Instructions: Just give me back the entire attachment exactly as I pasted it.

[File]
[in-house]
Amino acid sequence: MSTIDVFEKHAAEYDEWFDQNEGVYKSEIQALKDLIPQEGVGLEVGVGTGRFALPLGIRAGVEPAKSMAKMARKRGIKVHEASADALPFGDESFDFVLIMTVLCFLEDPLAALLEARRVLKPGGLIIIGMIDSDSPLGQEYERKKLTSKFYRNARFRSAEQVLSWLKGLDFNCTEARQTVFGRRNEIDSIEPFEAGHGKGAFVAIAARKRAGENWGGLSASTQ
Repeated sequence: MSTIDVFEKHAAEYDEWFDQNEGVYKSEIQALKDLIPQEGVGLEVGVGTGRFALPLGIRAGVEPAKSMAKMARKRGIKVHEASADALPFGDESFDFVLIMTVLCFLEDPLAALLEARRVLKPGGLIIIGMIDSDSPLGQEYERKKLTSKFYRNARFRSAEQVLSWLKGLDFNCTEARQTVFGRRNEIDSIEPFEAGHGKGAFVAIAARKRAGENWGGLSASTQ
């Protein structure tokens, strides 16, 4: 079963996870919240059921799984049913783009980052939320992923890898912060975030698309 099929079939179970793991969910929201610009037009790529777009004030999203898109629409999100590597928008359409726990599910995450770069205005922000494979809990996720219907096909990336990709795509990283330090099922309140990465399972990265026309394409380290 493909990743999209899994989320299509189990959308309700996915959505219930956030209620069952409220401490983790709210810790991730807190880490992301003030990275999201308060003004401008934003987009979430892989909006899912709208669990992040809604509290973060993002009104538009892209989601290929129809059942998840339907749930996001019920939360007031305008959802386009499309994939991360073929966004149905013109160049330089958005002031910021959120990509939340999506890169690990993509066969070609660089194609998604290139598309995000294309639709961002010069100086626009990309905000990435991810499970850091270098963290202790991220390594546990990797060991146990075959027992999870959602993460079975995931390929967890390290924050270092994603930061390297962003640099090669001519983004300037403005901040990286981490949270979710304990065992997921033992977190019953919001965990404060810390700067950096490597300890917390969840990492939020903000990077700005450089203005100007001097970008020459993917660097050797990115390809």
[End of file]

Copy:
[in-house]
Amino acid sequence: MSTIDVFEKHAAEYDEWFDQNEGVYKSEIQALKDLIPQEGVGLEVGVGTGRFALPLGIRAGVEPAKSMAKMARKRGIKVHEASADALPFGDESFDFVLIMTVLCFLEDPLAALLEARRVLKPGGLIIIGMIDSDSPLGQEYERKKLTSKFYRNARFRSAEQVLSWLKGLDFNCTEARQTVFGRRNEIDSIEPFEAGHGKGAFVAIAARKRAGENWGGLSASTQ
Repeated sequence: MSTIDVFEKHAAEYDEWFDQNEGVYKSEIQALKDLIPQEGVGLEVGVGTGRFALPLGIRAGVEPAKSMAKMARKRGIKVHEASADALPFGDESFDFVLIMTVLCFLEDPLAALLEARRVLKPGGLIIIGMIDSDSPLGQEYERKKLTSKFYRNARFRSAEQVLSWLKGLDFNCTEARQTVFGRRNEIDSIEPFEAGHGKGAFVAIAARKRAGENWGGLSASTQ
């Protein structure tokens, strides 16, 4: 079963996870919240059921799984049913783009980052939320992923890898912060975030698309 099929079939179970793991969910929201610009037009790529777009004030999203898109629409999100590597928008359409726990599910995450770069205005922000494979809990996720219907096909990336990709795509990283330090099922309140990465399972990265026309394409380290 493909990743999209899994989320299509189990959308309700996915959505219930956030209620069952409220401490983790709210810790991730807190880490992301003030990275999201308060003004401008934003987009979430892989909006899912709208669990992040809604509290973060993002009104538009892209989601290929129809059942998840339907749930996001019920939360007031305008959802386009499309994939991360073929966004149905013109160049330089958005002031910021959120990509939340999506890169690990993509066969070609660089194609998604290139598309995000294309639709961002010069100086626009990309905000990435991810499970850091270098963290202790991220390594546990990797060991146990075959027992999870959602993460079975995931390929967890390290924050270092994603930061390297962003640099090669001519983004300037403005901040990286981490949270979710304990065992997921033992977190019953919001965990404060810390700067950096490597300890917390969840990492939020903000990077700005450089203005100007001097970008020459993917660097050797990115390809």